A months-long legal battle between utility Louisville Gas & Electric and Bernheim Arboretum and Research Forest, a nonprofit nature preserve, ramped up in the fall. The fight centers around the monopoly utility’s plans to build a 12-mile long gas pipeline that would cross three-quarters of a mile of the forest through an existing easement for power lines.
In September, the utility sued the state in an attempt to overturn a conservation easement using eminent domain. The Kentucky Energy and Environment Cabinet requested in November to have the case thrown out, arguing that LG&E did not attempt to buy the easement first. The utility previously sued Bullitt County landowners, Bernheim and the Kentucky Heritage Land Conservation Fund Board, the state entity that holds the easement. LG&E’s eminent domain lawsuits were ongoing as of press time in early December.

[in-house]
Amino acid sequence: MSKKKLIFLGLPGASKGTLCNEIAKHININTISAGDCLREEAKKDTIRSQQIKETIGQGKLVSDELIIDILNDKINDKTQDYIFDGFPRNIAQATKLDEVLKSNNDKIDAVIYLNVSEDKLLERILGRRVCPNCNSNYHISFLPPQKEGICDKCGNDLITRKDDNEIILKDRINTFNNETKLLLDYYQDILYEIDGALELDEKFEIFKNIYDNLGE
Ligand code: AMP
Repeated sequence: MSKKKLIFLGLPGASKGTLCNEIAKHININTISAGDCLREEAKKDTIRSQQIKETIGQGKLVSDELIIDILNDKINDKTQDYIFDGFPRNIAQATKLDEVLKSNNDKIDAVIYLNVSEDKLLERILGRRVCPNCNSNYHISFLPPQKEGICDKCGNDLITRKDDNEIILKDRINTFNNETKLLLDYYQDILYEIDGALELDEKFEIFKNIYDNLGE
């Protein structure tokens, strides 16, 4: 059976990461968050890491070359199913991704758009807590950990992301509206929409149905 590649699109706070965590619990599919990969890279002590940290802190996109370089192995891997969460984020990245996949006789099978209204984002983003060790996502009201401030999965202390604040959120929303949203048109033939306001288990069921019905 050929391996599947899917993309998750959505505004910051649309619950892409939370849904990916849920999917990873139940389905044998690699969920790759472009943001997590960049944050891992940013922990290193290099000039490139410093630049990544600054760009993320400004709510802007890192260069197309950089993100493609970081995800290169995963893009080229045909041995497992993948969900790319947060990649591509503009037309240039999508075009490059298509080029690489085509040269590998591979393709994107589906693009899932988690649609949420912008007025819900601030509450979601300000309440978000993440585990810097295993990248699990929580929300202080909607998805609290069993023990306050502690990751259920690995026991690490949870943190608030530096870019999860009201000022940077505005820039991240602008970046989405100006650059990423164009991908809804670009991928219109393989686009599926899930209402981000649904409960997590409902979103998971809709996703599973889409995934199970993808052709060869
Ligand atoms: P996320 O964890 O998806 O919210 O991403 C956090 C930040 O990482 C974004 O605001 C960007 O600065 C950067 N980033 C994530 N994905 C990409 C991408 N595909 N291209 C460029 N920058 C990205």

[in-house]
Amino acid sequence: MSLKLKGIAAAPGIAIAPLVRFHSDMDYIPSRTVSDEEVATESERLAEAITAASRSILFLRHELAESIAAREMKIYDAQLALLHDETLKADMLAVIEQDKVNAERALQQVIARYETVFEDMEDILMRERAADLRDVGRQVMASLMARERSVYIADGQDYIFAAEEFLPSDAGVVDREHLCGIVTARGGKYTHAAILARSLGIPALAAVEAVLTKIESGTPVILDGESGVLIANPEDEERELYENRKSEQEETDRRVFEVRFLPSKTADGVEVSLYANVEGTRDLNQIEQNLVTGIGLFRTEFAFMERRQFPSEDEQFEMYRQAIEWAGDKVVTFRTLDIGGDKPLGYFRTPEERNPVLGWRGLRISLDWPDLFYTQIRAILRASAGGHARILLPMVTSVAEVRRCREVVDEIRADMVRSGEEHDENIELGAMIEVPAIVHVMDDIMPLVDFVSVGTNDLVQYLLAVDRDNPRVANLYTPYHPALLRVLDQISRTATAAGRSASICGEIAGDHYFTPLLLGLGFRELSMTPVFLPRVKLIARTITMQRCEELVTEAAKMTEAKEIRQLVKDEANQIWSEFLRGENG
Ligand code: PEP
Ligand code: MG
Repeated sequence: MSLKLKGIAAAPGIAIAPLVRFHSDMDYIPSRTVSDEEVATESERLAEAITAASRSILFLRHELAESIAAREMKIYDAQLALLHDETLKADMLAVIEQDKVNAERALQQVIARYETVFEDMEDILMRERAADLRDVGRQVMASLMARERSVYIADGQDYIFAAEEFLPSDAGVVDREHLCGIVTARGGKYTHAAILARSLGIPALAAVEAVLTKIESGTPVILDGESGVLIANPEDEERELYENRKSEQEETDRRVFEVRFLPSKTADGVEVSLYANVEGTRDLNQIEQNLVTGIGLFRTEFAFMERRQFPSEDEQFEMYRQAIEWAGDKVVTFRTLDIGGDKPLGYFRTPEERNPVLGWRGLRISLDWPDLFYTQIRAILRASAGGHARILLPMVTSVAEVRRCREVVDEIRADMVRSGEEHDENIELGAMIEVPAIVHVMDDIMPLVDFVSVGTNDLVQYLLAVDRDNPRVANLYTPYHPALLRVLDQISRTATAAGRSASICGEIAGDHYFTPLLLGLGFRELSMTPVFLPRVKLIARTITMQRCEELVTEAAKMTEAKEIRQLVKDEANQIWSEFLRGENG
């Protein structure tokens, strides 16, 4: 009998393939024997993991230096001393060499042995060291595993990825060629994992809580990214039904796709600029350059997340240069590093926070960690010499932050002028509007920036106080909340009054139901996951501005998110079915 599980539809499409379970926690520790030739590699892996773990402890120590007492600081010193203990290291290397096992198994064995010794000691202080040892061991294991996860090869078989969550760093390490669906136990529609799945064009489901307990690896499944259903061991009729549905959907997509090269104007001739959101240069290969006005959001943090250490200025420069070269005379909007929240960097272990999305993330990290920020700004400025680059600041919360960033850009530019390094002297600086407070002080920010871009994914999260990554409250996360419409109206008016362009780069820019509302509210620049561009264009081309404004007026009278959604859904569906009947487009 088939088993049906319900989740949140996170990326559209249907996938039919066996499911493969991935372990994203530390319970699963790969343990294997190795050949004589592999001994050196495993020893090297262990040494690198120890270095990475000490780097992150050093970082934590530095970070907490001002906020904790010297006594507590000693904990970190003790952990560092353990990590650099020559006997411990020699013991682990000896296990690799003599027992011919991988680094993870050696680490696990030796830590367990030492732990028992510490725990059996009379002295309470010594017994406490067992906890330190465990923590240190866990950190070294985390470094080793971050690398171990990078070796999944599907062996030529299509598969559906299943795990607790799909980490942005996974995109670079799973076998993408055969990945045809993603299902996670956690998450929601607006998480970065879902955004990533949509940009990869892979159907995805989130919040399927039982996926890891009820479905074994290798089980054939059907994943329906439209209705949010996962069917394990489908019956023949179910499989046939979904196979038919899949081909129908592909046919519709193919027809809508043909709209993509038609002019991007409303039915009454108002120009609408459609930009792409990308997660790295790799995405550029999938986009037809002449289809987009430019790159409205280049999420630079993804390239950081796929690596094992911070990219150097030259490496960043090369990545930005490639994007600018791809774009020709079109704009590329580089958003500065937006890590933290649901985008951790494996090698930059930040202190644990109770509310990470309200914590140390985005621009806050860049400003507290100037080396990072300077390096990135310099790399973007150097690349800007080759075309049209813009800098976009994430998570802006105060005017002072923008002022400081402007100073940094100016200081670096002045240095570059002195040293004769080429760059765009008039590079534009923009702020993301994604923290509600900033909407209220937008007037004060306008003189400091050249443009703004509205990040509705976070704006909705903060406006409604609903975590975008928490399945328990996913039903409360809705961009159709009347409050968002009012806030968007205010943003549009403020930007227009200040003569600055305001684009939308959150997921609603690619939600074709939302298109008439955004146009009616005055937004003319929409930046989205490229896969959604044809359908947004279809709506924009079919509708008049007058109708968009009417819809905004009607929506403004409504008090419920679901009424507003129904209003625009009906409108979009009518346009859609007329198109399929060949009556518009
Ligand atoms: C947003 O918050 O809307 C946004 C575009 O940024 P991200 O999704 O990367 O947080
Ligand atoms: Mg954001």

Environmentalists are particularly concerned about LG&E’s unprecedented efforts to terminate conservation easements.
“This is new and this is potentially a very bad precedent,” Don Dott, president of the Kentucky Land Trusts Coalition, told WFPL News Louisville in October.
Bernheim purchased the 500-acre area containing the pipeline crossing in 2018 to serve as a wildlife corridor and to protect endangered species such as the Indiana Bat.
LG&E states that the pipeline is needed to supply growing demand in the area, which it argues has surpassed current natural gas capacity. The utility is still missing several state and federal permits for the pipeline. — By Kevin Ridder